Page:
Affiliations: *Division of Clinical Biochemistry, National Institute of Health, Department of Medical Sciences, Nonthaburi, 11000
**Department of Biostatistics, Faculty of Public Health, Mahidol University,
***Division of Internal Medicine, Pathumthani Hospital, Department of Medical Services, Pathumthani, 12000
Source: Thai Journal of Health Research 2005;19(2)
Language: English with Thai abstract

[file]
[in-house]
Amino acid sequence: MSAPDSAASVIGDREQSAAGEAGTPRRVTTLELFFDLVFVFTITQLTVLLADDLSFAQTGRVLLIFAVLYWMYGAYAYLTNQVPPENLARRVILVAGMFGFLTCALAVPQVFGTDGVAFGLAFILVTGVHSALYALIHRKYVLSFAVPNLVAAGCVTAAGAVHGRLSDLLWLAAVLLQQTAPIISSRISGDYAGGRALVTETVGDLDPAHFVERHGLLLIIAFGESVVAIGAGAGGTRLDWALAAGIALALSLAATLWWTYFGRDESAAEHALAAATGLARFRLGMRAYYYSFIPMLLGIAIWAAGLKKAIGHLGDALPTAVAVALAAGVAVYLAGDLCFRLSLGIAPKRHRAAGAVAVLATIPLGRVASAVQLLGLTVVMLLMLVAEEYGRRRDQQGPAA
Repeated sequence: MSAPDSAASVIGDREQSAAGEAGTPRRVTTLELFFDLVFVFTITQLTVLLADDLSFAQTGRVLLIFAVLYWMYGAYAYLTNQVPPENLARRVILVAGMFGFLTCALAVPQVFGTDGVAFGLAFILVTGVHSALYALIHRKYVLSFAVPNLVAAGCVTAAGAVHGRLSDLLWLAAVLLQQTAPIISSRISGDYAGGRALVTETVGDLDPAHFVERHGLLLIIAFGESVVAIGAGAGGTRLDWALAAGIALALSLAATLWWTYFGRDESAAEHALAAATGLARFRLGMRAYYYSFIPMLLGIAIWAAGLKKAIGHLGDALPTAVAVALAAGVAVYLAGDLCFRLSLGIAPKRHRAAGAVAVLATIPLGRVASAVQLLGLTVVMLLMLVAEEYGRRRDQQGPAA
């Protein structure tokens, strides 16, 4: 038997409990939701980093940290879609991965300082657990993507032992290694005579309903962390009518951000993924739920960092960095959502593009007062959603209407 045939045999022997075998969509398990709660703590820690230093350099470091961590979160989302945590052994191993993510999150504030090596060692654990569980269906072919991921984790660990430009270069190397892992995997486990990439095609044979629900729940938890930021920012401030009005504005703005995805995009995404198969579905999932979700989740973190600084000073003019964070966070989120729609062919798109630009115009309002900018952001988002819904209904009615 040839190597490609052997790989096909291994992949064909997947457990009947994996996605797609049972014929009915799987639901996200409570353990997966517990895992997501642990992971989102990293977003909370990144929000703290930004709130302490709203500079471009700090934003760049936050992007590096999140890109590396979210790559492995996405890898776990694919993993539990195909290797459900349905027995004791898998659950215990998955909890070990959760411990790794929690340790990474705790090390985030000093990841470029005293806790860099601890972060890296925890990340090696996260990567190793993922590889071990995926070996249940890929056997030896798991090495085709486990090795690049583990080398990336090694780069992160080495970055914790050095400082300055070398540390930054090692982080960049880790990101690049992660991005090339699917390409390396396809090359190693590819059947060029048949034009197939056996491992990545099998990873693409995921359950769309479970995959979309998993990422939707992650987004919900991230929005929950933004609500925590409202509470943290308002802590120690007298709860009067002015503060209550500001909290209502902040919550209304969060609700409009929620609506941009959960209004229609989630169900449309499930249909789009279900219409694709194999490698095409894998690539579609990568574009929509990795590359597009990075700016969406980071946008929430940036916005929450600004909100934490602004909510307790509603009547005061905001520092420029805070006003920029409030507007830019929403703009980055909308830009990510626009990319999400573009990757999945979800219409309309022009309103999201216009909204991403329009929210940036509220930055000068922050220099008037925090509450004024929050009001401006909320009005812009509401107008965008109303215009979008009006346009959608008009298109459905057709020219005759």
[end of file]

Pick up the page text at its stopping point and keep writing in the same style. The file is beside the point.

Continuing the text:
Serum total homocysteine levels (tHcy), an emerging risk factor for cardiovascular disease, and its relation to metabolic control in patients with type 2 diabetes mellitus were determined. Sample population was 135 patients with 2 diabetes without any diabetic complications who attended the diabetic clinic at Pathumthani Hospital and 79 non-diabetic from the population in Pathumthani. Fasting blood samples were obtained in order to determine the level of tHcy, glycated hemoglobin, glucose and lipid profile. Regarding to the degree of glycemic control assessed by hemoglobin A1c (HbA1c), type 2 diabetics were defined to good or fair control (HbA1c £ 8.0%, n = 67) and poor control (HbA1c > 8.0%, n = 68). The correlations between tHcy levels and glycated hemoglobin and lipid levels were investigated. The results indicated that serum tHcy levels were significantly higher in patients with type 2 diabetes than in the non-diabetes. Eleven percent (15 of 135) of these patients had moderate hyperhomocysteinemia (15-30 mmol/l). There were no significant differences of tHcy levels in the subgroups of type 2 diabetes, correlation analysis demonstrated that there was a little significantly correlation between tHcy levels and age (r = 0.39; p < 0.001) and there was not significantly correlated with both hemoglobin A1c and lipid levels. In conclusion, increased serum tHcy levels were found in type 2 diabetic patients without any diabetic complications as compared with non-diabetic subjects. Improved glycemic control did not reduce tHcy levels and there were no associations between tHcy levels and metabolic control.